Facebook Flips on Holocaust Denial

Slate's If Then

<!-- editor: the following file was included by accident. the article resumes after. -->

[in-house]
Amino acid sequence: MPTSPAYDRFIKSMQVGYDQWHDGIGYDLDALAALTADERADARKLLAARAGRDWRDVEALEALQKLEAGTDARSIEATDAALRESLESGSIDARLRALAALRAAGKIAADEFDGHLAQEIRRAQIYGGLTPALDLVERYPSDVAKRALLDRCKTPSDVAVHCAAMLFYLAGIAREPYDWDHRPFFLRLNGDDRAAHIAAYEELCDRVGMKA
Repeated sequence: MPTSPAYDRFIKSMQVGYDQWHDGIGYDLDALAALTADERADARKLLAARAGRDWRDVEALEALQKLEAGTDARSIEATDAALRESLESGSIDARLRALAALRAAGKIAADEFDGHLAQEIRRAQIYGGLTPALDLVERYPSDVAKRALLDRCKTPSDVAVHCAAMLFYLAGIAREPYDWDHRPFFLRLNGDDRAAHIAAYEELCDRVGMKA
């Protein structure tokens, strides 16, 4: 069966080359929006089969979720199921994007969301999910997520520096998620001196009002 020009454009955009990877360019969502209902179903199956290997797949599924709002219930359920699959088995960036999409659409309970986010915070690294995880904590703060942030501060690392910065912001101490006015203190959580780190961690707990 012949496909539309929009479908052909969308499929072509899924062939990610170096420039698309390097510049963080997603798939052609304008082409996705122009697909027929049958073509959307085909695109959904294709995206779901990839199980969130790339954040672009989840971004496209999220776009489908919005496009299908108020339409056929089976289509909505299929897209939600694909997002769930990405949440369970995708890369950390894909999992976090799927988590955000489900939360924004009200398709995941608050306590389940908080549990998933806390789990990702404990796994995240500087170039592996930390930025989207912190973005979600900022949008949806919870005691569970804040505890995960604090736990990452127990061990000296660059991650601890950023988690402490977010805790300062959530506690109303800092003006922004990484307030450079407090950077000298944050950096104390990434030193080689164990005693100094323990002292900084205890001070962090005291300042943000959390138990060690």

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If you're American, you probably think of free speech as the default. Just the way things are. And I. Don't know where it enters the stuff. I don't know if it's in the water or if it's in the kindergarten curriculum Evelyn. Is Not American, but it's only something that I have encountered faith in years is just like first amendment fundamentalism she's an Australian who lives in Massachusetts and she's one of most dynamic and nuanced thinkers. Online speech. She lectures at Harvard Law School. You came here to study kind of First Amendment Law to look at this stuff. As an outsider, what was your impression of the US fundamental adherence to free speech? I feel a little bit like gas lit as a foreigner when you come to America. As I did for years ago to Study Comparative Constitutional, Law, and free speech One of the most striking things about American free speech doctrine is this like this example of there were Nazis that wanted to march in skokie. I know jumping straight to Nazis his kind of leaping into the free speech depend. But Evelyn's describing one of the most famous first amendment cases when that really tests American values, the story goes like this. In one, thousand, nine, hundred, a group of neo-nazis wanted to march in the Chicago suburb of skokie Illinois largely because a lot of Holocaust survivors lived there seven thousand concentration camp survivors living in the predominantly Jewish Chicago suburb of skokie not surprisingly, there was a huge legal fight cokie officials a block Nazi demonstrations with court injunctions when the Nazis appealed to the State Supreme Court a judge has refused to hear the case. But what might surprise you if you don't know the story is that the American Civil Liberties Union indeed a lawyer with the ACLU defended the Nazis right to March under the First Amendment saying the right to free expression with integral to who we are as a country. It's just such an iconic story of the literal Nazis were going to be allowed to marching the street and as a foreigner you come here, new learn that and normally deland that it's it's not like these inconvenient embarrassment about Assessment Amendment Law. It's this like really proud one of the truly great victories for the First Amendment was that it will protect the speech that we hate because it is you know Betta to have it out in the urban it's better to meet it with county speech and we just can't trust the government to suppress as an Australian very striking. I don't even have a right to free speech. We don't have a bill of rights and our Constitution it's it's like a completely foreign idea this fight over unfettered free speech and in fact, where it collides with Anti Semitism and Holocaust denial broke into the news cycle again, this week, there's a split screen like the Supreme Court confirmation hearings going on on one side, and then on the other side facebook releases a blog post the company which has always said it values free expression above everything else announced that it would ban any content that denies or distorts the Holocaust. Two days later, twitter did the same thing. It might seem like banning Holocaust denial is a pretty easy call, but it was only a few years ago that facebook said, it wouldn't prohibit Holocaust to nihilism on its platform. which is part of why and says, this is a really big deal I. think this is like a really iconic moment in the history of the company and its thinking and

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